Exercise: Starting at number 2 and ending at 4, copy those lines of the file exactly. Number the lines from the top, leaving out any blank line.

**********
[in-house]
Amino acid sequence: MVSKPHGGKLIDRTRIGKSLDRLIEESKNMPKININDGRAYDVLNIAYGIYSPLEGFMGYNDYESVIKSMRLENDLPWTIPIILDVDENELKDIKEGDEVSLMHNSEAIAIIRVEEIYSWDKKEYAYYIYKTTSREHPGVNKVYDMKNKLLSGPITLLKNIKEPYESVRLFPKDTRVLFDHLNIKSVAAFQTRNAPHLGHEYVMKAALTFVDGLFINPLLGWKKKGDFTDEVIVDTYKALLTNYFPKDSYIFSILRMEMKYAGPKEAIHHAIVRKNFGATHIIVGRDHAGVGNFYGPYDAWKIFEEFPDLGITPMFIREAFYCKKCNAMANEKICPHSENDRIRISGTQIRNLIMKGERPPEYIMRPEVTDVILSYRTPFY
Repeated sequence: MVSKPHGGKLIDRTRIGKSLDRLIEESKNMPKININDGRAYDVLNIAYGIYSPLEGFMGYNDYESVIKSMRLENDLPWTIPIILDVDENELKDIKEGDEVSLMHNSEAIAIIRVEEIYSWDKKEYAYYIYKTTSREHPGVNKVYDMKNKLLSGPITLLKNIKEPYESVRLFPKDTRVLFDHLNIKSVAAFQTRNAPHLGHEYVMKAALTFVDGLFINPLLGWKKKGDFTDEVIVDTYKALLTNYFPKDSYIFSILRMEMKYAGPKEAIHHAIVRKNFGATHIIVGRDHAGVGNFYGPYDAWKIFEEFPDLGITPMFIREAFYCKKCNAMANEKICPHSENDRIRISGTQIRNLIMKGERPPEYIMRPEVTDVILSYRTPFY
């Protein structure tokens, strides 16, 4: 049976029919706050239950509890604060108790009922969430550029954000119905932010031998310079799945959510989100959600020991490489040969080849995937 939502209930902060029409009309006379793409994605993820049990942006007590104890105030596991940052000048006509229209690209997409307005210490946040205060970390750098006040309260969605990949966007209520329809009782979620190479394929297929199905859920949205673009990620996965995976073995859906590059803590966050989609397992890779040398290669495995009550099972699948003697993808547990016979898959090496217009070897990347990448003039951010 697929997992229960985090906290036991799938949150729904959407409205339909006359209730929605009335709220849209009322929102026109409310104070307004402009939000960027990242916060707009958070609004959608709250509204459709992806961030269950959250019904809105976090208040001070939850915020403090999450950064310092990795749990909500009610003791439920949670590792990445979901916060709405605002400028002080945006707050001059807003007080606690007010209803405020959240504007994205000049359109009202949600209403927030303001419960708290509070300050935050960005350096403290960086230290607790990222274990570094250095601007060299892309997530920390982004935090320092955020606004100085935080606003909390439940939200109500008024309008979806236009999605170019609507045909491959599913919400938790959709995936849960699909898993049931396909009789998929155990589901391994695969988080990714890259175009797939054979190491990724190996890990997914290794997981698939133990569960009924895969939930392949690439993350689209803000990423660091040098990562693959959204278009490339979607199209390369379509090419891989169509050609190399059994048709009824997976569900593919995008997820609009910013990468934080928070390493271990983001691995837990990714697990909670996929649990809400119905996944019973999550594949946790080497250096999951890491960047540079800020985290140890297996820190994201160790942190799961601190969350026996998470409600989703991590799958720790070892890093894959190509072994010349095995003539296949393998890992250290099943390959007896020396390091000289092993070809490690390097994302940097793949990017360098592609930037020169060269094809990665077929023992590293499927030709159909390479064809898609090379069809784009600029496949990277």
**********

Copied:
Amino acid sequence: MVSKPHGGKLIDRTRIGKSLDRLIEESKNMPKININDGRAYDVLNIAYGIYSPLEGFMGYNDYESVIKSMRLENDLPWTIPIILDVDENELKDIKEGDEVSLMHNSEAIAIIRVEEIYSWDKKEYAYYIYKTTSREHPGVNKVYDMKNKLLSGPITLLKNIKEPYESVRLFPKDTRVLFDHLNIKSVAAFQTRNAPHLGHEYVMKAALTFVDGLFINPLLGWKKKGDFTDEVIVDTYKALLTNYFPKDSYIFSILRMEMKYAGPKEAIHHAIVRKNFGATHIIVGRDHAGVGNFYGPYDAWKIFEEFPDLGITPMFIREAFYCKKCNAMANEKICPHSENDRIRISGTQIRNLIMKGERPPEYIMRPEVTDVILSYRTPFY
Repeated sequence: MVSKPHGGKLIDRTRIGKSLDRLIEESKNMPKININDGRAYDVLNIAYGIYSPLEGFMGYNDYESVIKSMRLENDLPWTIPIILDVDENELKDIKEGDEVSLMHNSEAIAIIRVEEIYSWDKKEYAYYIYKTTSREHPGVNKVYDMKNKLLSGPITLLKNIKEPYESVRLFPKDTRVLFDHLNIKSVAAFQTRNAPHLGHEYVMKAALTFVDGLFINPLLGWKKKGDFTDEVIVDTYKALLTNYFPKDSYIFSILRMEMKYAGPKEAIHHAIVRKNFGATHIIVGRDHAGVGNFYGPYDAWKIFEEFPDLGITPMFIREAFYCKKCNAMANEKICPHSENDRIRISGTQIRNLIMKGERPPEYIMRPEVTDVILSYRTPFY
């Protein structure tokens, strides 16, 4: 049976029919706050239950509890604060108790009922969430550029954000119905932010031998310079799945959510989100959600020991490489040969080849995937 939502209930902060029409009309006379793409994605993820049990942006007590104890105030596991940052000048006509229209690209997409307005210490946040205060970390750098006040309260969605990949966007209520329809009782979620190479394929297929199905859920949205673009990620996965995976073995859906590059803590966050989609397992890779040398290669495995009550099972699948003697993808547990016979898959090496217009070897990347990448003039951010 697929997992229960985090906290036991799938949150729904959407409205339909006359209730929605009335709220849209009322929102026109409310104070307004402009939000960027990242916060707009958070609004959608709250509204459709992806961030269950959250019904809105976090208040001070939850915020403090999450950064310092990795749990909500009610003791439920949670590792990445979901916060709405605002400028002080945006707050001059807003007080606690007010209803405020959240504007994205000049359109009202949600209403927030303001419960708290509070300050935050960005350096403290960086230290607790990222274990570094250095601007060299892309997530920390982004935090320092955020606004100085935080606003909390439940939200109500008024309008979806236009999605170019609507045909491959599913919400938790959709995936849960699909898993049931396909009789998929155990589901391994695969988080990714890259175009797939054979190491990724190996890990997914290794997981698939133990569960009924895969939930392949690439993350689209803000990423660091040098990562693959959204278009490339979607199209390369379509090419891989169509050609190399059994048709009824997976569900593919995008997820609009910013990468934080928070390493271990983001691995837990990714697990909670996929649990809400119905996944019973999550594949946790080497250096999951890491960047540079800020985290140890297996820190994201160790942190799961601190969350026996998470409600989703991590799958720790070892890093894959190509072994010349095995003539296949393998890992250290099943390959007896020396390091000289092993070809490690390097994302940097793949990017360098592609930037020169060269094809990665077929023992590293499927030709159909390479064809898609090379069809784009600029496949990277």